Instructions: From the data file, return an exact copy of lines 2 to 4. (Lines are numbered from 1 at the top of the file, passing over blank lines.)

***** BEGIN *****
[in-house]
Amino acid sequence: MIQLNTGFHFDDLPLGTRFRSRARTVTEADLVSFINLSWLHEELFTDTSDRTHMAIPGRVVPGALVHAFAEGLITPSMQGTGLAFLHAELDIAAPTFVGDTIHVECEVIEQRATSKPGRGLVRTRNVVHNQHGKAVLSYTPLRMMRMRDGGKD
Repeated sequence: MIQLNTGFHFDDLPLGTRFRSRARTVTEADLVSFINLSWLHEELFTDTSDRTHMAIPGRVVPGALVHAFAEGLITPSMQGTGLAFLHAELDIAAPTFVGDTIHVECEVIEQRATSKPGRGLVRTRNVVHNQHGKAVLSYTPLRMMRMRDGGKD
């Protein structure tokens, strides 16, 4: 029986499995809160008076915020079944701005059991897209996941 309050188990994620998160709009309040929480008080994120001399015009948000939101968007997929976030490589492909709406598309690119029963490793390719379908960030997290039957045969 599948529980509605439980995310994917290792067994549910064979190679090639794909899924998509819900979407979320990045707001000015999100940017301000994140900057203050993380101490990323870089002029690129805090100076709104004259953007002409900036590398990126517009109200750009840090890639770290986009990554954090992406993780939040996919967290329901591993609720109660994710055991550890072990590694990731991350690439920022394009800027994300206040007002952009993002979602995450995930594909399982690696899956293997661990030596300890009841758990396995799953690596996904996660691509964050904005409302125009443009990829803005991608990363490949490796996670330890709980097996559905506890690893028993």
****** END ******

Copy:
Amino acid sequence: MIQLNTGFHFDDLPLGTRFRSRARTVTEADLVSFINLSWLHEELFTDTSDRTHMAIPGRVVPGALVHAFAEGLITPSMQGTGLAFLHAELDIAAPTFVGDTIHVECEVIEQRATSKPGRGLVRTRNVVHNQHGKAVLSYTPLRMMRMRDGGKD
Repeated sequence: MIQLNTGFHFDDLPLGTRFRSRARTVTEADLVSFINLSWLHEELFTDTSDRTHMAIPGRVVPGALVHAFAEGLITPSMQGTGLAFLHAELDIAAPTFVGDTIHVECEVIEQRATSKPGRGLVRTRNVVHNQHGKAVLSYTPLRMMRMRDGGKD
């Protein structure tokens, strides 16, 4: 029986499995809160008076915020079944701005059991897209996941 309050188990994620998160709009309040929480008080994120001399015009948000939101968007997929976030490589492909709406598309690119029963490793390719379908960030997290039957045969 599948529980509605439980995310994917290792067994549910064979190679090639794909899924998509819900979407979320990045707001000015999100940017301000994140900057203050993380101490990323870089002029690129805090100076709104004259953007002409900036590398990126517009109200750009840090890639770290986009990554954090992406993780939040996919967290329901591993609720109660994710055991550890072990590694990731991350690439920022394009800027994300206040007002952009993002979602995450995930594909399982690696899956293997661990030596300890009841758990396995799953690596996904996660691509964050904005409302125009443009990829803005991608990363490949490796996670330890709980097996559905506890690893028993």